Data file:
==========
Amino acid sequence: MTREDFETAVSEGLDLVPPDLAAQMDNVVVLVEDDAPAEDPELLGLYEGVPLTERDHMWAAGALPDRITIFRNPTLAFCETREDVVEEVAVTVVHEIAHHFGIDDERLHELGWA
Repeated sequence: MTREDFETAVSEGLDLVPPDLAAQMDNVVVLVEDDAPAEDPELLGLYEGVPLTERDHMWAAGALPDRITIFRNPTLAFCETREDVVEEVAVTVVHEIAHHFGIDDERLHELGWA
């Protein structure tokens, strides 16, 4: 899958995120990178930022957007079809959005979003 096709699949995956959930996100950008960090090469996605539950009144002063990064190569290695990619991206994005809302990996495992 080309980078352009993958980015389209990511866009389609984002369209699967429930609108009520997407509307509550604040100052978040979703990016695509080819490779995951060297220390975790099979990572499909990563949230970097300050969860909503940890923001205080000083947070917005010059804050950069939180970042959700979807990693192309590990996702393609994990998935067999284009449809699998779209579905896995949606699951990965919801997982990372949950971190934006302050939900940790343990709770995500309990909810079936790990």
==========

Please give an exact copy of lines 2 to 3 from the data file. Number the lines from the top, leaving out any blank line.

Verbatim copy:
Repeated sequence: MTREDFETAVSEGLDLVPPDLAAQMDNVVVLVEDDAPAEDPELLGLYEGVPLTERDHMWAAGALPDRITIFRNPTLAFCETREDVVEEVAVTVVHEIAHHFGIDDERLHELGWA
């Protein structure tokens, strides 16, 4: 899958995120990178930022957007079809959005979003 096709699949995956959930996100950008960090090469996605539950009144002063990064190569290695990619991206994005809302990996495992 080309980078352009993958980015389209990511866009389609984002369209699967429930609108009520997407509307509550604040100052978040979703990016695509080819490779995951060297220390975790099979990572499909990563949230970097300050969860909503940890923001205080000083947070917005010059804050950069939180970042959700979807990693192309590990996702393609994990998935067999284009449809699998779209579905896995949606699951990965919801997982990372949950971190934006302050939900940790343990709770995500309990909810079936790990």